In 5 years’ time we will be in our 60s! We can’t see that we would want to stop completely but perhaps we will have others in place who can take the business forward in more areas than just food!


What advice have you got for anyone thinking about trying to start or grow their own food business?


Do your research. The legislation around food businesses is huge. We have seen some companies who have not done their research who have hit obstacles which have then cost them considerable amounts to put right. By taking a little more time and researching it properly, things can be done right the first time and won’t result in costly errors. You need to be VERY clear in your understanding of what you are doing, your product and the laws around it. These days it’s all too easy to ask Google for help or take the easy option and ask others for information, but you need to dive in and do the research yourself so you have the depth of understanding of your area that you need. People can be very generous with their time. This is great but don’t take the mickey – they have businesses to run too and have spent many, many, many hours learning themselves. Be proactive when dealing with others in this situation.


It is also really important to have down time! As a small business owner you will work long hours and periods of time with no breaks. You need to make sure you give yourself time to top up the batteries.


Being tired can lead to making mistakes and can affect your health. If you are ill then the business will be affected and you cannot work effectively. You need to remember that just because you work for yourself you do DESERVE some rest time – you’re probably working harder than you’ve ever worked before and with far less money to show for it.


You need to be prepared for the financial black hole your money seems to disappear into. It is so expensive to start getting products onto shelves. Product development, research and development, branding, testing, nutritionals, labelling, marketing, producing, etc., etc., etc. Regardless of whether you have goals to sell on a market stand or aim to hit the supermarket sector, all of these things need to be done, and it is very costly.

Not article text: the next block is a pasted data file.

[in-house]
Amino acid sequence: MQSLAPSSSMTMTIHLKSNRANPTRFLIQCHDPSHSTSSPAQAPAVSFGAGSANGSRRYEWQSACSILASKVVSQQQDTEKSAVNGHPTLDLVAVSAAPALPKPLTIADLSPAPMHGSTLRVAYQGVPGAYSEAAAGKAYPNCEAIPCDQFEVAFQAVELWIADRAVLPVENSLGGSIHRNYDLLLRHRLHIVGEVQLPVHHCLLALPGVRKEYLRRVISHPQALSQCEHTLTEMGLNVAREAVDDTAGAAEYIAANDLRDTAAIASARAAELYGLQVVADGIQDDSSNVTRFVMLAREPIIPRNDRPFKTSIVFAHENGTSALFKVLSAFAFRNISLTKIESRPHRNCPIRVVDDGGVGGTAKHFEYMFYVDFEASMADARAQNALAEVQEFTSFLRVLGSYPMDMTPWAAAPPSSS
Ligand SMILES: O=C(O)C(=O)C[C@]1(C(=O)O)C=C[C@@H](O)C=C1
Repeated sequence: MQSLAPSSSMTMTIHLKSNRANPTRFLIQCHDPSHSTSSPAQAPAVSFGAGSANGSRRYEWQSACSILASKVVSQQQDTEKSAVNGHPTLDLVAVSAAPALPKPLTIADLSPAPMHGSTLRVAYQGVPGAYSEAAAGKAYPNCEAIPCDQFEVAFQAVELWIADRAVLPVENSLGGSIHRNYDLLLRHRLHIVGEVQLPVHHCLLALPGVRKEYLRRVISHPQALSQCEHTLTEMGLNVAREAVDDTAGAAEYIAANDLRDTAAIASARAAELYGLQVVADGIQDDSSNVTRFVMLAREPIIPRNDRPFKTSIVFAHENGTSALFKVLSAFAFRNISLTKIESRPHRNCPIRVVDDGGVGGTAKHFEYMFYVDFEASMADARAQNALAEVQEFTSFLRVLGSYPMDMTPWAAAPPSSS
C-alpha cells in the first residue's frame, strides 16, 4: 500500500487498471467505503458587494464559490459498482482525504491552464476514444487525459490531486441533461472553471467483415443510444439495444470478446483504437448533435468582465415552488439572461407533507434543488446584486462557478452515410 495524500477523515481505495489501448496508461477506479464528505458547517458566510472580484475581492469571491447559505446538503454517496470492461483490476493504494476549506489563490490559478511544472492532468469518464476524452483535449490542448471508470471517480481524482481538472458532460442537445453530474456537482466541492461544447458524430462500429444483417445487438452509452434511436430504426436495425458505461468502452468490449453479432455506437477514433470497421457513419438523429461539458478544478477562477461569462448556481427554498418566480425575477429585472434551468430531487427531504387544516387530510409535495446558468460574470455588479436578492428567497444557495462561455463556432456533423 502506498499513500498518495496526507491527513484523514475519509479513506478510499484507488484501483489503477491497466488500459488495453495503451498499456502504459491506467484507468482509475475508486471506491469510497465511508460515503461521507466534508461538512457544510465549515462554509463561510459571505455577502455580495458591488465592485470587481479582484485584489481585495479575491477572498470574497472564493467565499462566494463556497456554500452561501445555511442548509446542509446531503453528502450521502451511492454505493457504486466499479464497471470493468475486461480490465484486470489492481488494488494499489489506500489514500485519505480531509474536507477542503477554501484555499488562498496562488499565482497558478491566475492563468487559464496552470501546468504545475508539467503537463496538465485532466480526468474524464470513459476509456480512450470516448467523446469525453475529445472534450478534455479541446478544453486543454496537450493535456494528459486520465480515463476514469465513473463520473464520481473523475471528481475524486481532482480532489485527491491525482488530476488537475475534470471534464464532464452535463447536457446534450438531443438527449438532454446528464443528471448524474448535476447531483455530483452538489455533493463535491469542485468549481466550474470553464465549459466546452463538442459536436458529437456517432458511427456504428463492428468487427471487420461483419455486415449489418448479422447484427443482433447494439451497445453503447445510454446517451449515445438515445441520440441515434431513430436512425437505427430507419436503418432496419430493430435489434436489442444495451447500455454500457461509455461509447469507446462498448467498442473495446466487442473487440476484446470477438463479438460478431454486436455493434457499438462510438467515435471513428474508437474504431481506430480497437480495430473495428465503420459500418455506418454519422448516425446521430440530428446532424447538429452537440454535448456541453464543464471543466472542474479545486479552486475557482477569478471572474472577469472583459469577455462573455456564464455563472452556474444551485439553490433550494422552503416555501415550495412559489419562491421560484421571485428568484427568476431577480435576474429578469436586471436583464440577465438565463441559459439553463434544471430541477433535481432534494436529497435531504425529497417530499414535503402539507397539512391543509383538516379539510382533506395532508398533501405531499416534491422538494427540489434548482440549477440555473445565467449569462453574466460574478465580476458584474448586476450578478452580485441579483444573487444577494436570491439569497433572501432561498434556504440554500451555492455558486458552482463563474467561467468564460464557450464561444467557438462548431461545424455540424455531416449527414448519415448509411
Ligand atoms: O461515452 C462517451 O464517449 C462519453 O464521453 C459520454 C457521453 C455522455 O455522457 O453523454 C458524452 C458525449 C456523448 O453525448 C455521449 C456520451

You also need to know your demographic, your aims, where the money will come from to do what you want to do, and also when to stop!




Is there another entrepreneur who you find particular inspiring?


We have met some fantastic entrepreneurs in small and larger businesses but anyone who has the conviction and guts to start their own business and develop it to something they are able to make a living from is an inspiration.


We are fortunate to be part of a group of North West producers called North West Food and Drink Means Business run by Paul and Dawn Caunce. The group is full of producers that are able to offer support to each other on a wide range of food business related issues/challenges. The group is on Twitter @fdmb and anyone can join the group.


Finally, can you give us a quick rundown of a typical day at Nowt Poncy HQ?


There isn’t really a ‘typical day’ as there is so much to do!

Up at 6.30am, breakfast, feed the cats and lots of COFFEE!!!!!! Down to HQ between 8 and 9am and a quick chat about the day. We don’t cook every day but when we do we spend the full day in the kitchen and then the following day labelling and boxing product.

If we’re not cooking, then we could be doing any one of a number of jobs. Because it’s just the two of us, our days are never the same. We do everything from sourcing ingredients, prepping, cooking, labelling, boxing, ordering, taking orders, delivering, social media, accounts, marketing materials, sales, tasting sessions, markets, cleaning schedules, and on and on it goes. We leave when everything is done so we’re putting in long hours and working at least 6 days a week.


nowtponcy.co.uk/

twitter.com/nowtponcy

instagram.com/nowtponcy

facebook.com/nowtponcy/